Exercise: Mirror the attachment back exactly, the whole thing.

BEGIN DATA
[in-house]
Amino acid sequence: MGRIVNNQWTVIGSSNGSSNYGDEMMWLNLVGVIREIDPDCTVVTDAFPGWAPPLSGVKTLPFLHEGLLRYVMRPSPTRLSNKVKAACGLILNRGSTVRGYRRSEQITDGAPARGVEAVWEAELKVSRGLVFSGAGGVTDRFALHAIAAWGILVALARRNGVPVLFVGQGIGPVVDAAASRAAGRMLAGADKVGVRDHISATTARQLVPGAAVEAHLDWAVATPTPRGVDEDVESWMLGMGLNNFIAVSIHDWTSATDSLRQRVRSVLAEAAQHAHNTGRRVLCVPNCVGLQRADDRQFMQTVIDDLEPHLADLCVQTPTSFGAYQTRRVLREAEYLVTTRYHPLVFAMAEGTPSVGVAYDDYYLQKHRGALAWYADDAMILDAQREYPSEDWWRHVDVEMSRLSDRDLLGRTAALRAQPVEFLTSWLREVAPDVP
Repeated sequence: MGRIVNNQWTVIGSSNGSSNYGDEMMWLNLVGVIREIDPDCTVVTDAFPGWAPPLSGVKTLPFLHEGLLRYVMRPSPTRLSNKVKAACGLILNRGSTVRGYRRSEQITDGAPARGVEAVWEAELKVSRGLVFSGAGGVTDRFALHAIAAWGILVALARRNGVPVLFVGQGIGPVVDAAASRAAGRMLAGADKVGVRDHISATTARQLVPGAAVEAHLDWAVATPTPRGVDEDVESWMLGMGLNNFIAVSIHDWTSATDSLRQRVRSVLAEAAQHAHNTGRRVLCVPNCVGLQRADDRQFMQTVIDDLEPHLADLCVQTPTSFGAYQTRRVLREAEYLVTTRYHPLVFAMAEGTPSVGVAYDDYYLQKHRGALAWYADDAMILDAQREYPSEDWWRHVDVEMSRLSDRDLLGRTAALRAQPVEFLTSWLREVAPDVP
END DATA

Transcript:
[in-house]
Amino acid sequence: MGRIVNNQWTVIGSSNGSSNYGDEMMWLNLVGVIREIDPDCTVVTDAFPGWAPPLSGVKTLPFLHEGLLRYVMRPSPTRLSNKVKAACGLILNRGSTVRGYRRSEQITDGAPARGVEAVWEAELKVSRGLVFSGAGGVTDRFALHAIAAWGILVALARRNGVPVLFVGQGIGPVVDAAASRAAGRMLAGADKVGVRDHISATTARQLVPGAAVEAHLDWAVATPTPRGVDEDVESWMLGMGLNNFIAVSIHDWTSATDSLRQRVRSVLAEAAQHAHNTGRRVLCVPNCVGLQRADDRQFMQTVIDDLEPHLADLCVQTPTSFGAYQTRRVLREAEYLVTTRYHPLVFAMAEGTPSVGVAYDDYYLQKHRGALAWYADDAMILDAQREYPSEDWWRHVDVEMSRLSDRDLLGRTAALRAQPVEFLTSWLREVAPDVP
Repeated sequence: MGRIVNNQWTVIGSSNGSSNYGDEMMWLNLVGVIREIDPDCTVVTDAFPGWAPPLSGVKTLPFLHEGLLRYVMRPSPTRLSNKVKAACGLILNRGSTVRGYRRSEQITDGAPARGVEAVWEAELKVSRGLVFSGAGGVTDRFALHAIAAWGILVALARRNGVPVLFVGQGIGPVVDAAASRAAGRMLAGADKVGVRDHISATTARQLVPGAAVEAHLDWAVATPTPRGVDEDVESWMLGMGLNNFIAVSIHDWTSATDSLRQRVRSVLAEAAQHAHNTGRRVLCVPNCVGLQRADDRQFMQTVIDDLEPHLADLCVQTPTSFGAYQTRRVLREAEYLVTTRYHPLVFAMAEGTPSVGVAYDDYYLQKHRGALAWYADDAMILDAQREYPSEDWWRHVDVEMSRLSDRDLLGRTAALRAQPVEFLTSWLREVAPDVP